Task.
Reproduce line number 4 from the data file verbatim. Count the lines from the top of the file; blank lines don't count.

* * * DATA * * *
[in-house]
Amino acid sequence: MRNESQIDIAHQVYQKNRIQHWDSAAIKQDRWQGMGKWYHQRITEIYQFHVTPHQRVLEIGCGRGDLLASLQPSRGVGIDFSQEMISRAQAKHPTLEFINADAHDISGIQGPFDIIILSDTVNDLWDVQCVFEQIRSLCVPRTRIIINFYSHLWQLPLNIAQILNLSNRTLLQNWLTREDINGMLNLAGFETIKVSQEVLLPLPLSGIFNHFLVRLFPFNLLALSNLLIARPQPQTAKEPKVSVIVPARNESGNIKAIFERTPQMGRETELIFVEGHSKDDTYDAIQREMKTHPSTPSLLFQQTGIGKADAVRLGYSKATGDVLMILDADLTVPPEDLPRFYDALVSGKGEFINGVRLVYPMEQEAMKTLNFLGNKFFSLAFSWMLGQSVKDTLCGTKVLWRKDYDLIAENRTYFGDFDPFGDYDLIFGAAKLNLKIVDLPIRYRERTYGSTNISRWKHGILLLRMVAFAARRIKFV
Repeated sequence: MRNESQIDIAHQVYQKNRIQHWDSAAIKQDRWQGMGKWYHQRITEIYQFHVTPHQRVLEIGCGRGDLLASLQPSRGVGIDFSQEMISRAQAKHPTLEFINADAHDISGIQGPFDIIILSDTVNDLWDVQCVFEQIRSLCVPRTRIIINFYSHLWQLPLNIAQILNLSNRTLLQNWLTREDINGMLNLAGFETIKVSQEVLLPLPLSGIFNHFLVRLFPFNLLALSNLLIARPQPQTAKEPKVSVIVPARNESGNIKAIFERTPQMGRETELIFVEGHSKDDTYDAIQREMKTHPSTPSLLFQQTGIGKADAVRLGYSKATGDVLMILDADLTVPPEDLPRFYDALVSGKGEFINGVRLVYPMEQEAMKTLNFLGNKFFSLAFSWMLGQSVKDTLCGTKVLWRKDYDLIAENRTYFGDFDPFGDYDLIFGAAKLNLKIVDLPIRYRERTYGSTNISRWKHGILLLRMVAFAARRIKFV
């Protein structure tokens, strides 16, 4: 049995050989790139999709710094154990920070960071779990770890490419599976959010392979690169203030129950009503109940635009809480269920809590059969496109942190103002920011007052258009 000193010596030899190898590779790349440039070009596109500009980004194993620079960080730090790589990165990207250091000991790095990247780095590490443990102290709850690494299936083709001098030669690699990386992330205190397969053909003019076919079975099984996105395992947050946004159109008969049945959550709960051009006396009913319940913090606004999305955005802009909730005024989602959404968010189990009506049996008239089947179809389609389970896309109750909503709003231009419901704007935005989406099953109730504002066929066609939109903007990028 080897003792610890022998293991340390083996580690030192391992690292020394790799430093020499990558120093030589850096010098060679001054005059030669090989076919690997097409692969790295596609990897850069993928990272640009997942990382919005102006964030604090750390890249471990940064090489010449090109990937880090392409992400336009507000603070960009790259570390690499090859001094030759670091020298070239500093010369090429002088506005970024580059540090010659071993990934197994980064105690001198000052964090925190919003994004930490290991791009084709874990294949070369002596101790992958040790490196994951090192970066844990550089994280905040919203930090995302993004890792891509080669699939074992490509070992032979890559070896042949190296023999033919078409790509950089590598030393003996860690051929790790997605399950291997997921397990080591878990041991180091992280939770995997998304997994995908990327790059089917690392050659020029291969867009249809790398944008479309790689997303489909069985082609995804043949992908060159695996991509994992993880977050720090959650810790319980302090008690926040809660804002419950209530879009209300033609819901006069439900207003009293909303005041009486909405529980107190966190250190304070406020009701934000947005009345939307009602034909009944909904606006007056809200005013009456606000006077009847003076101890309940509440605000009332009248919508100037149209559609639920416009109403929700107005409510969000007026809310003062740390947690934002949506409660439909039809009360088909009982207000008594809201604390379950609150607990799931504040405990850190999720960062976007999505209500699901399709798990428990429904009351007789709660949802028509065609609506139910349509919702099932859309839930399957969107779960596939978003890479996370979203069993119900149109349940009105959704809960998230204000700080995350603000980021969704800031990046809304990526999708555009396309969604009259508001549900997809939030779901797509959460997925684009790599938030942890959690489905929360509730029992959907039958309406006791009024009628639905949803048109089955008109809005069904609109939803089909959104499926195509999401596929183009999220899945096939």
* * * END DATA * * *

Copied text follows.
């Protein structure tokens, strides 16, 4: 049995050989790139999709710094154990920070960071779990770890490419599976959010392979690169203030129950009503109940635009809480269920809590059969496109942190103002920011007052258009 000193010596030899190898590779790349440039070009596109500009980004194993620079960080730090790589990165990207250091000991790095990247780095590490443990102290709850690494299936083709001098030669690699990386992330205190397969053909003019076919079975099984996105395992947050946004159109008969049945959550709960051009006396009913319940913090606004999305955005802009909730005024989602959404968010189990009506049996008239089947179809389609389970896309109750909503709003231009419901704007935005989406099953109730504002066929066609939109903007990028 080897003792610890022998293991340390083996580690030192391992690292020394790799430093020499990558120093030589850096010098060679001054005059030669090989076919690997097409692969790295596609990897850069993928990272640009997942990382919005102006964030604090750390890249471990940064090489010449090109990937880090392409992400336009507000603070960009790259570390690499090859001094030759670091020298070239500093010369090429002088506005970024580059540090010659071993990934197994980064105690001198000052964090925190919003994004930490290991791009084709874990294949070369002596101790992958040790490196994951090192970066844990550089994280905040919203930090995302993004890792891509080669699939074992490509070992032979890559070896042949190296023999033919078409790509950089590598030393003996860690051929790790997605399950291997997921397990080591878990041991180091992280939770995997998304997994995908990327790059089917690392050659020029291969867009249809790398944008479309790689997303489909069985082609995804043949992908060159695996991509994992993880977050720090959650810790319980302090008690926040809660804002419950209530879009209300033609819901006069439900207003009293909303005041009486909405529980107190966190250190304070406020009701934000947005009345939307009602034909009944909904606006007056809200005013009456606000006077009847003076101890309940509440605000009332009248919508100037149209559609639920416009109403929700107005409510969000007026809310003062740390947690934002949506409660439909039809009360088909009982207000008594809201604390379950609150607990799931504040405990850190999720960062976007999505209500699901399709798990428990429904009351007789709660949802028509065609609506139910349509919702099932859309839930399957969107779960596939978003890479996370979203069993119900149109349940009105959704809960998230204000700080995350603000980021969704800031990046809304990526999708555009396309969604009259508001549900997809939030779901797509959460997925684009790599938030942890959690489905929360509730029992959907039958309406006791009024009628639905949803048109089955008109809005069904609109939803089909959104499926195509999401596929183009999220899945096939």